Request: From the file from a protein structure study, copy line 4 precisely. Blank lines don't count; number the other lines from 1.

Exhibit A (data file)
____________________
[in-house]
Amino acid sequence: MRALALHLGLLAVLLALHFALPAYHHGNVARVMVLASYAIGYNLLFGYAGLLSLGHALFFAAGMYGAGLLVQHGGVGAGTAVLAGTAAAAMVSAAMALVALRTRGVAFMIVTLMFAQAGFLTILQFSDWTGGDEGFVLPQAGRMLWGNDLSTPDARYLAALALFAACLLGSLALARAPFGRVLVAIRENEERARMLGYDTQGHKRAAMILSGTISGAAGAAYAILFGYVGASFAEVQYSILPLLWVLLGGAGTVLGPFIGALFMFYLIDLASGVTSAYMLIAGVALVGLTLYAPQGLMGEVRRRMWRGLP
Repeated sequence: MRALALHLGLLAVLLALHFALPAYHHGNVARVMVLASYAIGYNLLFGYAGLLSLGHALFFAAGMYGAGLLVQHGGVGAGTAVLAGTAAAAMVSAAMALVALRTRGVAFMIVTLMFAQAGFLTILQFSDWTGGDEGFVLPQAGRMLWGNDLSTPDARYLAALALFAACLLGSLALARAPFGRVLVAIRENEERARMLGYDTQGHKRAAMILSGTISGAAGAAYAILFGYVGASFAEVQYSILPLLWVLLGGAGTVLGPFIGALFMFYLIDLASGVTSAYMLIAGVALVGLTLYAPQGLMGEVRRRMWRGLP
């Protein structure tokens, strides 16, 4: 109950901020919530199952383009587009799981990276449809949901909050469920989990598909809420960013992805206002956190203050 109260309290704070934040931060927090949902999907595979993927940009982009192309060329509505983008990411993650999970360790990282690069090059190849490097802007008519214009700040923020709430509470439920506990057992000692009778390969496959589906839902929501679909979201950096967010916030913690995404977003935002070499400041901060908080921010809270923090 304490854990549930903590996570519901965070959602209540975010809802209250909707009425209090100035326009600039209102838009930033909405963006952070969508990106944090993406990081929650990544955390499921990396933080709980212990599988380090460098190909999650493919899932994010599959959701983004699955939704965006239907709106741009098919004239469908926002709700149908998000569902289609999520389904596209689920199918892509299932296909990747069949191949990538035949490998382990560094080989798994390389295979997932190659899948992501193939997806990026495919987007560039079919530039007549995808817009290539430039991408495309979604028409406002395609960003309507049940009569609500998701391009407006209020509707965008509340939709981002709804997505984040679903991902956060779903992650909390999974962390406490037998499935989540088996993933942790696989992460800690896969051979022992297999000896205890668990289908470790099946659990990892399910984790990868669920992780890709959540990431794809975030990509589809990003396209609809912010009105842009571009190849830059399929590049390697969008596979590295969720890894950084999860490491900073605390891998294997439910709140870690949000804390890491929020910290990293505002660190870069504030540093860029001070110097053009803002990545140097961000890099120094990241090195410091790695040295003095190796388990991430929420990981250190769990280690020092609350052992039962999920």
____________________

């Protein structure tokens, strides 16, 4: 109950901020919530199952383009587009799981990276449809949901909050469920989990598909809420960013992805206002956190203050 109260309290704070934040931060927090949902999907595979993927940009982009192309060329509505983008990411993650999970360790990282690069090059190849490097802007008519214009700040923020709430509470439920506990057992000692009778390969496959589906839902929501679909979201950096967010916030913690995404977003935002070499400041901060908080921010809270923090 304490854990549930903590996570519901965070959602209540975010809802209250909707009425209090100035326009600039209102838009930033909405963006952070969508990106944090993406990081929650990544955390499921990396933080709980212990599988380090460098190909999650493919899932994010599959959701983004699955939704965006239907709106741009098919004239469908926002709700149908998000569902289609999520389904596209689920199918892509299932296909990747069949191949990538035949490998382990560094080989798994390389295979997932190659899948992501193939997806990026495919987007560039079919530039007549995808817009290539430039991408495309979604028409406002395609960003309507049940009569609500998701391009407006209020509707965008509340939709981002709804997505984040679903991902956060779903992650909390999974962390406490037998499935989540088996993933942790696989992460800690896969051979022992297999000896205890668990289908470790099946659990990892399910984790990868669920992780890709959540990431794809975030990509589809990003396209609809912010009105842009571009190849830059399929590049390697969008596979590295969720890894950084999860490491900073605390891998294997439910709140870690949000804390890491929020910290990293505002660190870069504030540093860029001070110097053009803002990545140097961000890099120094990241090195410091790695040295003095190796388990991430929420990981250190769990280690020092609350052992039962999920």